When you’re trying something new, looking to resources for help can be beneficial. We’ve gathered links from across campus and developed some one-page How To guides with both background information and specific tips to help you on your way.
- University Library: The University Library has resources on how to find, evaluate, and cite its many print and electronic sources. The site also features guidance through the research process and an interactive Help page, where you can chat with faculty librarians.
- Student Learning Services: various programs and services including the Writing Help Centre, which offers free, one-on-one help to clarify, organise, and revise your writing. A team of trained and motivated individuals is available to help you strengthen your work at any stage of the writing process. These services are available both in person and online. Other services include study skills help, tech help, library skills help, and math and stats help.
- Research Ethics: The University of Saskatchewan adheres to the highest standards of ethics in research concerning human participants, animals, or biohazardous materials. Get in touch with the Research Ethics Office in advance to see if your research might require ethics approval.
- iPortal: The University Library manages the Indigenous Studies Portal research tool, the university's go-to resource for anyone doing work related to Aboriginal research. The iPortal helps researchers find everything from peer-reviewed articles to film recordings on a wide variety of topics.
- Gwenna Moss Centre for Teaching Effectiveness: The Gwenna Moss Centre offers a variety of courses, resources, and services to help faculty members and instructors improve the quality and effectiveness of their teaching. The Centre has resources on such topics as Indigenizing curricula, designing classes, using technology in teaching, and incorporating different teaching techniques.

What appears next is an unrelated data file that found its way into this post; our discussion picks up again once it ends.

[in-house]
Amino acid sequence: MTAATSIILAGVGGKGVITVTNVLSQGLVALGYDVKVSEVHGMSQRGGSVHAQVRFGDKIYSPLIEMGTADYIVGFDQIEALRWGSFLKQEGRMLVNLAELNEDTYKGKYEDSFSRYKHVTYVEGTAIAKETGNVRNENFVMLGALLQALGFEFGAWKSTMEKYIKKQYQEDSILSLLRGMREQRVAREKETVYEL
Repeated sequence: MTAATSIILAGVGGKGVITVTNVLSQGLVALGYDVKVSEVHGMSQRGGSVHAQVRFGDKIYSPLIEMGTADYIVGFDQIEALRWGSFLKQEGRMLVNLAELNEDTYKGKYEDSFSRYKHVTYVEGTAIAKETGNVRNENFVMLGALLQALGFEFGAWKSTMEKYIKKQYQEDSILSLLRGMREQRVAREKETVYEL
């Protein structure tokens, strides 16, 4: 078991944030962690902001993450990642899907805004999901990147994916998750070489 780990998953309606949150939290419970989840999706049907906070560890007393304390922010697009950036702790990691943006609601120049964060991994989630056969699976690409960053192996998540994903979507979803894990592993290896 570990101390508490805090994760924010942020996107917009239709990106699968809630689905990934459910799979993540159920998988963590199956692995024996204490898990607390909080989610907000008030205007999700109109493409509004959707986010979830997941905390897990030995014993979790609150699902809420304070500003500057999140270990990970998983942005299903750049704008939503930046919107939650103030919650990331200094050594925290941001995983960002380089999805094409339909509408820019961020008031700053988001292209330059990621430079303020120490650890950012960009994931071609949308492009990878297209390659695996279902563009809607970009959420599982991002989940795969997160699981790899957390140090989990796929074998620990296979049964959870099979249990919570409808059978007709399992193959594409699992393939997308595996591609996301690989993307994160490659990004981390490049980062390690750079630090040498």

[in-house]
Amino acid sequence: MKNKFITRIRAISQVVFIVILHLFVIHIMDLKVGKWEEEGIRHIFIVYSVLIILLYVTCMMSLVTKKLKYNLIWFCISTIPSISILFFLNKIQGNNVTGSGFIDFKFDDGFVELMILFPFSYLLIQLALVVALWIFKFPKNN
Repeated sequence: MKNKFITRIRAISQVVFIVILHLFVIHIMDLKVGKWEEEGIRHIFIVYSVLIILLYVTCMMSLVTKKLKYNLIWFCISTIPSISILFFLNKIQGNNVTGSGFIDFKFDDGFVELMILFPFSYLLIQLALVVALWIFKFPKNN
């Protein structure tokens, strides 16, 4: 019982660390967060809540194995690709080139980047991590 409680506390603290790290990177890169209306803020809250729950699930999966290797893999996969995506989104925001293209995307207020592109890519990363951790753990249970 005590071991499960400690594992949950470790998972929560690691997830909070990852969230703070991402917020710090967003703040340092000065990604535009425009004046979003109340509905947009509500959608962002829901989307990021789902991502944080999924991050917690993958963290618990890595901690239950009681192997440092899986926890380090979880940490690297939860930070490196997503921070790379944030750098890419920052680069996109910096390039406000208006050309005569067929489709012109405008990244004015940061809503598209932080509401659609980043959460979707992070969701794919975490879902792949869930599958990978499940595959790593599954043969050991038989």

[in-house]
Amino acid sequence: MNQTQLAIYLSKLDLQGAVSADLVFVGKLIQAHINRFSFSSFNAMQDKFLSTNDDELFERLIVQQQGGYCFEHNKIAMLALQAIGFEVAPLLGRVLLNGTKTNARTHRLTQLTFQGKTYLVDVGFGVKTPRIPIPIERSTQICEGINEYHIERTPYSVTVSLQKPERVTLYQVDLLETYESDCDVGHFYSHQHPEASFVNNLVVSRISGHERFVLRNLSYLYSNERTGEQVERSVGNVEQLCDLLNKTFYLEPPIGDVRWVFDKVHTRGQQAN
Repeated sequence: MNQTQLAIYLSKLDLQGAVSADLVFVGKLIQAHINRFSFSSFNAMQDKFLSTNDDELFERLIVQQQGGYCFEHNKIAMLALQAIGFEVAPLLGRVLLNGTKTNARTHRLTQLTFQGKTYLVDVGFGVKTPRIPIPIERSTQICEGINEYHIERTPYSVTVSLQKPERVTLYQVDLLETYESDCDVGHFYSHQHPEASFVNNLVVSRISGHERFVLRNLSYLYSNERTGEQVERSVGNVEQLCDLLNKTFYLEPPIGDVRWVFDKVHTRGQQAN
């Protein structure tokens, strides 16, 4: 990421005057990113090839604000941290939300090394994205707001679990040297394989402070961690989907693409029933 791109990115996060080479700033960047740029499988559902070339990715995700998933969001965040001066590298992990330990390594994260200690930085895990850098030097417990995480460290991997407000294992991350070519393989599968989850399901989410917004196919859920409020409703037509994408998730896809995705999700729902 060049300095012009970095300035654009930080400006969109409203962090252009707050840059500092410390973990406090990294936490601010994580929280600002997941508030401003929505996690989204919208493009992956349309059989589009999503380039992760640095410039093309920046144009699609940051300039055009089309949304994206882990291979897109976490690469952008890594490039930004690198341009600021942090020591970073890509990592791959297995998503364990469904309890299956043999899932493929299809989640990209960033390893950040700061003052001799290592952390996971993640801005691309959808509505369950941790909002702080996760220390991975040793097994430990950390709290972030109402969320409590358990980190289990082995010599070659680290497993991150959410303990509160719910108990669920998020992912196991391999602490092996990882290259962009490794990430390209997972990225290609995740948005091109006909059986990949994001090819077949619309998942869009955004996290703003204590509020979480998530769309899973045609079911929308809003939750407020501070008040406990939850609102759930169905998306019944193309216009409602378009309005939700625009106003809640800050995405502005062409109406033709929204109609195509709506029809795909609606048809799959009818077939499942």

How To Guides
Click the topics below for downloadable introductory guides.
Approaching professors to inquire about working with them can take a little courage, but most will welcome a conversation if you are adequately prepared.
An abstract is a brief summary of a longer research paper, article or grant proposal. It informs the potential reader about the research within a short amount of text. The abstract, in general, allows potential readers to see if the article, paper, or project might be a match to his or her interests. It can be a paragraph to a page in length and is objective in its writing style.
Posters, in either digital or physical formats, are one of the main ways academic information is disseminated. Research posters are more accessible and comprehensible than a journal or a formal presentation. They serve as an introduction to how your work expands upon current knowledge in a concise, inviting format with a focus on visual content.
For University of Saskatchewan poster presentations, feel free to utilise eMap's pre-made templates.
Training Services offers free workshops to students and other resources for creating research posters.
Planning a poster exhibition associated with your first-year class’ research experience can result in positive outcomes and accolades for participants but requires some advance planning and coordination in order for things to run smoothly.
At social functions where many different people within your discipline are brought together, such as research conferences, you have an opportunity to form connections and develop contacts that may be useful to you in the future.